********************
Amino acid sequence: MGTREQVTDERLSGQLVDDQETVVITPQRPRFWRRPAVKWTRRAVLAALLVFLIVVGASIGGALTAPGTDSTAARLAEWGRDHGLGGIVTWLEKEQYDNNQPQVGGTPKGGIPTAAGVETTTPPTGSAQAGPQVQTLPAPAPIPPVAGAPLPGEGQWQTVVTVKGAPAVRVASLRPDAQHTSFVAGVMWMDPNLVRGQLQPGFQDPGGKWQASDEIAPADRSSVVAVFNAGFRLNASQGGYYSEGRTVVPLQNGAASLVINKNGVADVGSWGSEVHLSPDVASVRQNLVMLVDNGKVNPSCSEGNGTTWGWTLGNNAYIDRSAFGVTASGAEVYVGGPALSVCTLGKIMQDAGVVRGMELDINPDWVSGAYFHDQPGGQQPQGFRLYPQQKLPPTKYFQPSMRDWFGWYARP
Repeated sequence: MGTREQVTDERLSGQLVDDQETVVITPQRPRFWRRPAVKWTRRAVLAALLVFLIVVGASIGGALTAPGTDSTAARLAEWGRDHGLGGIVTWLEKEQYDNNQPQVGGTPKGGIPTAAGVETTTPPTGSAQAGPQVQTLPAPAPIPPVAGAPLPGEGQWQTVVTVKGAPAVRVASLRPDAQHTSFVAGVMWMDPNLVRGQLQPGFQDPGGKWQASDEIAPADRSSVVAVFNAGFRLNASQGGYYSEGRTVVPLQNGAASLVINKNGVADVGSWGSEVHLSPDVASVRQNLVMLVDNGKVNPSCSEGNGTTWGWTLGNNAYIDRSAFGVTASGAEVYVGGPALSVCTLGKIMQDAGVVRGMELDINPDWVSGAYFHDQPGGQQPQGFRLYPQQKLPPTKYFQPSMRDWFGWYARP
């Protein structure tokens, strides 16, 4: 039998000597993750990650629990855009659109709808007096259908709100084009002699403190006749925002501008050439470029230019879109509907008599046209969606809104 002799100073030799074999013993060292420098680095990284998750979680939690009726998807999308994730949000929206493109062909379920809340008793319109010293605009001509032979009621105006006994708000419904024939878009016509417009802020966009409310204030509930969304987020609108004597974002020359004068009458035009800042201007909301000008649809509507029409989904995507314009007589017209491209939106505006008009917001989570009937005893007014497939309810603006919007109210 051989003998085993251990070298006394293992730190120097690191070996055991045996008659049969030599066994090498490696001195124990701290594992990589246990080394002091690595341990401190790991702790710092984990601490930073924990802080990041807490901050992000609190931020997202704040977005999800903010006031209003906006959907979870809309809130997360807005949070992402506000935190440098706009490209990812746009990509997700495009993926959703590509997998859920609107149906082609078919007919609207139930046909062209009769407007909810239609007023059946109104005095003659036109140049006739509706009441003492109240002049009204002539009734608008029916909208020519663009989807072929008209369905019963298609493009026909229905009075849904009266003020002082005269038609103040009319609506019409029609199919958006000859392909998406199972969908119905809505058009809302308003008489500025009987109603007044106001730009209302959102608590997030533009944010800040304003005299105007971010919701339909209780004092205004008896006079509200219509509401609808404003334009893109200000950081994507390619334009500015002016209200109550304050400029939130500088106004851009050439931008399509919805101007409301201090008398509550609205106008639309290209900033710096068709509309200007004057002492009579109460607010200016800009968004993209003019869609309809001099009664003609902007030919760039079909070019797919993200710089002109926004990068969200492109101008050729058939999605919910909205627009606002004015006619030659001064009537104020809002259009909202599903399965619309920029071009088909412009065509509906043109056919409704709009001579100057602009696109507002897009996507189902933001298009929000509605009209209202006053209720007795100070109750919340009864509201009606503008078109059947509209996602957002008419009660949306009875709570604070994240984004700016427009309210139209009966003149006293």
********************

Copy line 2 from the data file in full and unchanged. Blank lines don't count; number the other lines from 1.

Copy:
Repeated sequence: MGTREQVTDERLSGQLVDDQETVVITPQRPRFWRRPAVKWTRRAVLAALLVFLIVVGASIGGALTAPGTDSTAARLAEWGRDHGLGGIVTWLEKEQYDNNQPQVGGTPKGGIPTAAGVETTTPPTGSAQAGPQVQTLPAPAPIPPVAGAPLPGEGQWQTVVTVKGAPAVRVASLRPDAQHTSFVAGVMWMDPNLVRGQLQPGFQDPGGKWQASDEIAPADRSSVVAVFNAGFRLNASQGGYYSEGRTVVPLQNGAASLVINKNGVADVGSWGSEVHLSPDVASVRQNLVMLVDNGKVNPSCSEGNGTTWGWTLGNNAYIDRSAFGVTASGAEVYVGGPALSVCTLGKIMQDAGVVRGMELDINPDWVSGAYFHDQPGGQQPQGFRLYPQQKLPPTKYFQPSMRDWFGWYARP